263299 Sex Exchange Among Very Poor Los Angeles Area Men Who Have Sex with Men: Associations with Partnership Type

Monday, October 29, 2012 : 1:00 PM - 1:15 PM

Ryan Murphy, MPH, PhD , Alcohol Research Group, Emeryville, CA
Pamina Gorbach, MHS, DrPh , Department of Epidemiology, School of Public Health, University of California Los Angeles, Los Angeles, CA
Robert Weiss, PhD , Biostatistics, University of California, Los Angeles, Los Angeles, CA
Steve Shoptaw, PhD , Department of Family Medicine, University of California, Los Angeles, Los Angeles, CA
Background: Exchanging sex for drugs/money/goods is a prominent risk factor for HIV. The objective of this analysis is to assess the association between sex exchange and partnership type among very poor men who have sex with men (MSM). Methods: Data are from Waves 1 and 2 (2005-2007) of the Los Angeles site for NIDA's Sexual Acquisition and Transmission of HIV Cooperative Agreement Program (SATH-CAP). Respondent driving sampling was used to recruit 798 low-income MSM who completed questionnaires containing detailed reports of partnership-specific behaviors with up to three sexual partners within the past 6 months (N=1,291). Primary variables of interest were homelessness (past year), sex exchange (past 6 months) and partnership type (main, regular, unknown, etc.). Separate logistic mixed models were fit to predict factors associated with each partnership type. Results: Sex exchange was reported in 27.5% of sexual partnerships, however only 5% were classified as trade. In multivariate models, trading sex for drugs/money/goods was positively associated with partnerships classified as regular (AOR: 2.18, 95%CI: 1.17-4.08), acquaintance (AOR: 1.72, 95%CI: 1.07-2.76) and trade (AOR: 2.42, 95%CI: 1.02-5.74) and negatively associated with one-time (AOR: 0.48, 95%CI: 0.27-0.84) partnerships. Homelessness was not significantly associated with any partnership type. Conclusions: Trading sex for drugs/money was more common among partnerships identified as regular, acquaintance or trade and less common among those classified as one-time. Findings dispel the notion that sex exchange among poor MSM occurs primarily with anonymous partners and suggests the need to consider partnership-level factors in sexual risk reduction efforts.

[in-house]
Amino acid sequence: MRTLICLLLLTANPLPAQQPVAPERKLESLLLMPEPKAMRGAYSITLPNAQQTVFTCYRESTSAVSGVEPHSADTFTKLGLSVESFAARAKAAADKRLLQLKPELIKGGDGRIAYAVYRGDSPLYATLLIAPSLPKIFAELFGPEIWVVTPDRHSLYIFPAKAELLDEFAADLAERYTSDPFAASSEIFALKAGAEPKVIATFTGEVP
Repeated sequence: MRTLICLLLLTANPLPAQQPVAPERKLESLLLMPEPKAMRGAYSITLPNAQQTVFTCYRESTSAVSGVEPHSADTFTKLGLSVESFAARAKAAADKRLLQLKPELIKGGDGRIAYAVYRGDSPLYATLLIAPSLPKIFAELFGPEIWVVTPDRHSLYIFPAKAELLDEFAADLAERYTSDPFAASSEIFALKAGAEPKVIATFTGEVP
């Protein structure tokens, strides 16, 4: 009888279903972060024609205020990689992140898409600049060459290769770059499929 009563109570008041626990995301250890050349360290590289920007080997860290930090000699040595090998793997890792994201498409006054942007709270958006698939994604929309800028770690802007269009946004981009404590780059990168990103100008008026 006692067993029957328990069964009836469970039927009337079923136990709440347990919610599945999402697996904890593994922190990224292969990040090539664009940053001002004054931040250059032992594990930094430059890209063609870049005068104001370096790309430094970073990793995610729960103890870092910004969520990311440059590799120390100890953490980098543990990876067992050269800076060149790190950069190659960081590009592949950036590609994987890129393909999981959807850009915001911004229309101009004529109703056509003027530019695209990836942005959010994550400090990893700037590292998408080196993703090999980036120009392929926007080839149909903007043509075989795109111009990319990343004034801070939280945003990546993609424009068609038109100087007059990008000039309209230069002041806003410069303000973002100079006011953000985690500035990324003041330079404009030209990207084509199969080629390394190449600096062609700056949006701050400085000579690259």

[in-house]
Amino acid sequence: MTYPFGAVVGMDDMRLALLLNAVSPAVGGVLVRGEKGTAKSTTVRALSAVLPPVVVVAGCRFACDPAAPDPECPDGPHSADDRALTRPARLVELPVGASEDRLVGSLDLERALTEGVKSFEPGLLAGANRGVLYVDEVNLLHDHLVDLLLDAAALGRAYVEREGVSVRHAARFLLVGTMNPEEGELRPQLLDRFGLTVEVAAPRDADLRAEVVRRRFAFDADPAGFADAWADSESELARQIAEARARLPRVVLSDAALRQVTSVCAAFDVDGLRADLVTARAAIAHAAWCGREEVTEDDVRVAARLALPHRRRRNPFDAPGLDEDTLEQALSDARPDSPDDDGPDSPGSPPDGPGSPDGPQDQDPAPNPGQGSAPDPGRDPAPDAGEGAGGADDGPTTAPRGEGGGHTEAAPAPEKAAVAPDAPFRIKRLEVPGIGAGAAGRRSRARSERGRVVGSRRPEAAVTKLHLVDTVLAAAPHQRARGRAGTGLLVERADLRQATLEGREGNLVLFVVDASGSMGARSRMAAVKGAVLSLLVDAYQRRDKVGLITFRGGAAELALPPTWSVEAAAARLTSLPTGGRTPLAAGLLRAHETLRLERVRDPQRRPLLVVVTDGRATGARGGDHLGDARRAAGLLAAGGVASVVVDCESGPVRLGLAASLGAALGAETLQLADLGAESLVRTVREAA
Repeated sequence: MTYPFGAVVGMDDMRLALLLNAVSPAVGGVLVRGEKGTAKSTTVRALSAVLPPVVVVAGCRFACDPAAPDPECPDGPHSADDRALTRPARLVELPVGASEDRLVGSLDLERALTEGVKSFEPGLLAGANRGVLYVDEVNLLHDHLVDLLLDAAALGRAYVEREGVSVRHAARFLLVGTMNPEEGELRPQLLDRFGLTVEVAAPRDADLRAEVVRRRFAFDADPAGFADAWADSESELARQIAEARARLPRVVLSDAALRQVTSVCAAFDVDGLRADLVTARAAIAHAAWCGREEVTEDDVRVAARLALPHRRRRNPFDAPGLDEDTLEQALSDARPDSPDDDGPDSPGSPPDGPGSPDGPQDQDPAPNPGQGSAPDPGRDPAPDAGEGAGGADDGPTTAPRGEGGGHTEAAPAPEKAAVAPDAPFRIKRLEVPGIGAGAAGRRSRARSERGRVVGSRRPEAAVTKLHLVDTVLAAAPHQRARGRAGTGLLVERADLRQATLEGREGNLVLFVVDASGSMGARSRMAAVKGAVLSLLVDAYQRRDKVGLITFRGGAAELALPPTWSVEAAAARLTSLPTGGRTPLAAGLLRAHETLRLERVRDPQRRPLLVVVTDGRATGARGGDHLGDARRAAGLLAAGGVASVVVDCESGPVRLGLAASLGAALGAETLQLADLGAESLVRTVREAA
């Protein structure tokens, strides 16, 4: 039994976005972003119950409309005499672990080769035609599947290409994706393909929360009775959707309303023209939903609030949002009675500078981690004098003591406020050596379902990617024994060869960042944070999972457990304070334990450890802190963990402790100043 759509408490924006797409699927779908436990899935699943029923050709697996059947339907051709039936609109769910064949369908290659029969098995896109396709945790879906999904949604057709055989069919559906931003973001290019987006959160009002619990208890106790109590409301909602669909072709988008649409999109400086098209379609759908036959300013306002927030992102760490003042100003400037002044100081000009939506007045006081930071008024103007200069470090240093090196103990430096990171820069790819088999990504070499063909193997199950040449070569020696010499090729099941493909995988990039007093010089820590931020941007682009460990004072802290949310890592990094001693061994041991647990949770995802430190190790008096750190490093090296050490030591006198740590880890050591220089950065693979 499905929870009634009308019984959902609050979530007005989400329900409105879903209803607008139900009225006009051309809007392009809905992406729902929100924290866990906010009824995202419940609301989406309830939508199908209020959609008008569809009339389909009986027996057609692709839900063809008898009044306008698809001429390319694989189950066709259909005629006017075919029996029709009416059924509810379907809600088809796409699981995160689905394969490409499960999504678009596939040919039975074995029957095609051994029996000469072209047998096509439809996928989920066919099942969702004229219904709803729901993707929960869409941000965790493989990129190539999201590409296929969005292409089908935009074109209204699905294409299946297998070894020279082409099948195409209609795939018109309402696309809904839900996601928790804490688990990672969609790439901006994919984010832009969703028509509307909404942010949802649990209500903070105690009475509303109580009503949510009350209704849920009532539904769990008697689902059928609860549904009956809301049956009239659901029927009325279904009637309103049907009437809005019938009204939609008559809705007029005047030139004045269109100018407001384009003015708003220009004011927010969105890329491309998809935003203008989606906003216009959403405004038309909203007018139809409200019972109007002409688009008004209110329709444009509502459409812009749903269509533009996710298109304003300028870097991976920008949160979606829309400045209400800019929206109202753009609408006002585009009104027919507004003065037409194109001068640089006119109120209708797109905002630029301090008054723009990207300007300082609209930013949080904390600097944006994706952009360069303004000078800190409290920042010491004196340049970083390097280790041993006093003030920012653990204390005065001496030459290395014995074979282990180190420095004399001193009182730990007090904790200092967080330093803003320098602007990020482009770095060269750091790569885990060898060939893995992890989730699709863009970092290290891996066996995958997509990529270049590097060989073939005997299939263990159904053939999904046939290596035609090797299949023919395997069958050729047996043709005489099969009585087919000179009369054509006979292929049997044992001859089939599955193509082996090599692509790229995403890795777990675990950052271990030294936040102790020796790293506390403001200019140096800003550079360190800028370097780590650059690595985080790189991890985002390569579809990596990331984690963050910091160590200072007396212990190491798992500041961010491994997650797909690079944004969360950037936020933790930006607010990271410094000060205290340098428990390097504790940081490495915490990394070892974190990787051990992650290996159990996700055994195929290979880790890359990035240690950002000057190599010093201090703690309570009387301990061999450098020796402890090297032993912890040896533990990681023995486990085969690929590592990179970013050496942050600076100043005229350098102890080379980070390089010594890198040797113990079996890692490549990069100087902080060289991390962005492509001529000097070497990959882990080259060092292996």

Learning Areas:
Public health or related research
Social and behavioral sciences

Learning Objectives:
Explain the association between exchanging sex for drugs/money/goods and partnership type among very poor Los Angeles area men who have sex with men.

Keywords: Poverty, Sexual Risk Behavior

Presenting author's disclosure statement:

Qualified on the content I am responsible for because: I recently received my PhD from the UCLA School of Public Health Department of Epidemiology and I am currently a postdoctoral fellow with the Alcohol Research Group. I have been involved in several studies pertaining to HIV risk factors among low-income men who have sex with men. The proposed abstract was conducted as part of my doctoral dissertation.
Any relevant financial relationships? No

I agree to comply with the American Public Health Association Conflict of Interest and Commercial Support Guidelines, and to disclose to the participants any off-label or experimental uses of a commercial product or service discussed in my presentation.